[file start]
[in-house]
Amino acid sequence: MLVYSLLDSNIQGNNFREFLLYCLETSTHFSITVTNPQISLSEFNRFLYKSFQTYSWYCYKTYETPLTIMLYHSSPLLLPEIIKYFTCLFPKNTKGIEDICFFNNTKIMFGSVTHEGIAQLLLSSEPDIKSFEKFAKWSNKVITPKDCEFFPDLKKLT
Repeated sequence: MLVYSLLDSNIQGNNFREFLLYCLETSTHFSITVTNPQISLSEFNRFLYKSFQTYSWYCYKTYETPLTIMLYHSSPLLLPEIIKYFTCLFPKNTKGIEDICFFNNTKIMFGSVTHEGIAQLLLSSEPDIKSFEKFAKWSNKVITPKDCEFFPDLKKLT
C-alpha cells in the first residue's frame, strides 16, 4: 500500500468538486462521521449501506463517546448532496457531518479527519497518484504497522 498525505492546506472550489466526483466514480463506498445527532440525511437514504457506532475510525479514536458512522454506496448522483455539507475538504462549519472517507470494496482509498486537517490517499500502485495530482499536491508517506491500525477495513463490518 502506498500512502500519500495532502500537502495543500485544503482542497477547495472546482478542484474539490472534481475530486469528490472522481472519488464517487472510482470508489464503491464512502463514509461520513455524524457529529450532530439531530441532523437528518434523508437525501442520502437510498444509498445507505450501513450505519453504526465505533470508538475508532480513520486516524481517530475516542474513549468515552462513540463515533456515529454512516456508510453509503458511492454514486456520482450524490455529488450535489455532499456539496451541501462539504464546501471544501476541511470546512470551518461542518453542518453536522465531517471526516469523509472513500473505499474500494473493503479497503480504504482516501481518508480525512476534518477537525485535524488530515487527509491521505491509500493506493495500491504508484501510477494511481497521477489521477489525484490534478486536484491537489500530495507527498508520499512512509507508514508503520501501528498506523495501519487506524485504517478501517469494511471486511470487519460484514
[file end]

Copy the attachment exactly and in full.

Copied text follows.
[in-house]
Amino acid sequence: MLVYSLLDSNIQGNNFREFLLYCLETSTHFSITVTNPQISLSEFNRFLYKSFQTYSWYCYKTYETPLTIMLYHSSPLLLPEIIKYFTCLFPKNTKGIEDICFFNNTKIMFGSVTHEGIAQLLLSSEPDIKSFEKFAKWSNKVITPKDCEFFPDLKKLT
Repeated sequence: MLVYSLLDSNIQGNNFREFLLYCLETSTHFSITVTNPQISLSEFNRFLYKSFQTYSWYCYKTYETPLTIMLYHSSPLLLPEIIKYFTCLFPKNTKGIEDICFFNNTKIMFGSVTHEGIAQLLLSSEPDIKSFEKFAKWSNKVITPKDCEFFPDLKKLT
C-alpha cells in the first residue's frame, strides 16, 4: 500500500468538486462521521449501506463517546448532496457531518479527519497518484504497522 498525505492546506472550489466526483466514480463506498445527532440525511437514504457506532475510525479514536458512522454506496448522483455539507475538504462549519472517507470494496482509498486537517490517499500502485495530482499536491508517506491500525477495513463490518 502506498500512502500519500495532502500537502495543500485544503482542497477547495472546482478542484474539490472534481475530486469528490472522481472519488464517487472510482470508489464503491464512502463514509461520513455524524457529529450532530439531530441532523437528518434523508437525501442520502437510498444509498445507505450501513450505519453504526465505533470508538475508532480513520486516524481517530475516542474513549468515552462513540463515533456515529454512516456508510453509503458511492454514486456520482450524490455529488450535489455532499456539496451541501462539504464546501471544501476541511470546512470551518461542518453542518453536522465531517471526516469523509472513500473505499474500494473493503479497503480504504482516501481518508480525512476534518477537525485535524488530515487527509491521505491509500493506493495500491504508484501510477494511481497521477489521477489525484490534478486536484491537489500530495507527498508520499512512509507508514508503520501501528498506523495501519487506524485504517478501517469494511471486511470487519460484514